Subject resource guides provide the titles of key texts, ebooks, CPD materials, journals, legal encyclopedias, and provincial and federal legislation for a particular area of the law.  They are guides to finding the best resources for an area of the law.  The guides are intended to be used by those starting new legal research projects and to ensure that obvious resources are not missed.

Other subject guides available at Research Resources include:


The Law Society Library will continue to develop subject resource lists in every area of legal practice on a regular basis.


Saskatchewan Legal Research Primer (Tip of the Week)

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By Alan Kilpatrick

Need a quick primer on Saskatchewan legal research?  

  1. Court Rules: Publications Saskatchewan publishes the Court of Appeal Rules and the Queen’s Bench Rules online at publications.gov.sk.ca/freelaw.  The Law Society of Saskatchewan Library publishes annotated print copies of these rules.  The Saskatchewan Queen’s Bench Rules Annotated 2016 Consolidation and Civil Appeals in Saskatchewan feature high quality commentary and practical observations on case law and legislation.  Copies are available for sale on the Law Society website.
  2. Provincial Point-In-Time Research: Point-in time consolidations and historical legislation are available online on the Publications Saskatchewan website.  The Law Society Library maintains the Saskatchewan Bills and the Saskatchewan Regulations databases.  These searchable databases track changes to Saskatchewan statutes and regulations over time, chart the progress of bills, feature proclamation dates, and include legislative summaries.  Saskatchewan Proclamations features a handy list of provincial proclamations dates from 2000 to the present.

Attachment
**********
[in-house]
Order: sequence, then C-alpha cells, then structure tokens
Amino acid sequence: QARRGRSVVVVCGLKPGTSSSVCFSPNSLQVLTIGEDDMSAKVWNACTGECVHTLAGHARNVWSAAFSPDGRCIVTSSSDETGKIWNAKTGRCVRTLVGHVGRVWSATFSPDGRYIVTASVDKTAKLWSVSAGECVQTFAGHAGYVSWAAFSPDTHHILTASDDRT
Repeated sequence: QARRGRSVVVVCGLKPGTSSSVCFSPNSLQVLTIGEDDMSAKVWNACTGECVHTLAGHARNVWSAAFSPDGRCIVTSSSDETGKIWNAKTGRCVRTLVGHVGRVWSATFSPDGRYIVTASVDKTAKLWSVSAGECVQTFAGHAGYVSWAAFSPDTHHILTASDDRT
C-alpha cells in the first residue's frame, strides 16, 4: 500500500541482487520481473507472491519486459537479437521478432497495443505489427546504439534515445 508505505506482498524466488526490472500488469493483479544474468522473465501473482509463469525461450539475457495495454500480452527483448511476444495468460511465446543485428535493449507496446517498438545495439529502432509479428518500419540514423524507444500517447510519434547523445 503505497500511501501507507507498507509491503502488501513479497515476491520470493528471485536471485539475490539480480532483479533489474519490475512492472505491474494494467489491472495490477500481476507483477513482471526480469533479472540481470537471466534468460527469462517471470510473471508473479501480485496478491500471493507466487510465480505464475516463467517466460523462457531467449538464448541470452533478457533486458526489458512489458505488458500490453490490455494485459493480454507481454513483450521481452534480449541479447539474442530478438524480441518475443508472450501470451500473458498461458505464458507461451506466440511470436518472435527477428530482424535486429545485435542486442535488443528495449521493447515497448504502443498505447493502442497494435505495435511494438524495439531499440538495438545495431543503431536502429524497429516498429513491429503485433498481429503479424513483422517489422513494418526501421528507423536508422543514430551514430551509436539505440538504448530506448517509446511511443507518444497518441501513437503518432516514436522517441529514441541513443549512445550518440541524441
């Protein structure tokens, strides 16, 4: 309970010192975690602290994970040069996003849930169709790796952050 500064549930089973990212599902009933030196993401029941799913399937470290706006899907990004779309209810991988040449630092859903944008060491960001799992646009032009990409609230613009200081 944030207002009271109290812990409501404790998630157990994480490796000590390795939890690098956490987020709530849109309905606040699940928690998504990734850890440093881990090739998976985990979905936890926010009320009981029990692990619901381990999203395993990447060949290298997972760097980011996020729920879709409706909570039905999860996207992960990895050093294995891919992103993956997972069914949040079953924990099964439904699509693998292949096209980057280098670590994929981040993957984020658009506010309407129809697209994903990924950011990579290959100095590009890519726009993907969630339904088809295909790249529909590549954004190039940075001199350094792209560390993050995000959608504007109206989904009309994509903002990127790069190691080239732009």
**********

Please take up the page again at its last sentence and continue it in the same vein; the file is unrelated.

3. Legislative Assembly Website: The Legislative Assembly of Saskatchewan website charts the progress of bills before the current session of the Legislature as well as previous sessions from 1998 to the present.  Debates and hansard are available from 1998 to the present and can be browsed by date through the legislative calendar, searched through the subject index or speaker index.  Information about committees, minutes, orders, and journals can also be found here.
  4. Legislative materials:  The premier resource for Saskatchewan legislation is the Publications Saskatchewan website, available for no charge at publications.gov.sk.ca/freelaw.  It hosts a comprehensive collection of current Saskatchewan legislation as well as a growing historical collection.  They also maintain legislative tables that are essential for historical research.  The legislation available online is considered authoritative, not official.  Only paper copies of legislation are considered official.
  5. Continuing Legal Education: The Law Society of Saskatchewan operates a mandatory continuing professional development (CPD) program for members.  Some past editions of CPD materials, Bar Course materials, and other legal education materials are available for free online through the CPD Full-Text Search, a unique resource maintained by the Law Society Library.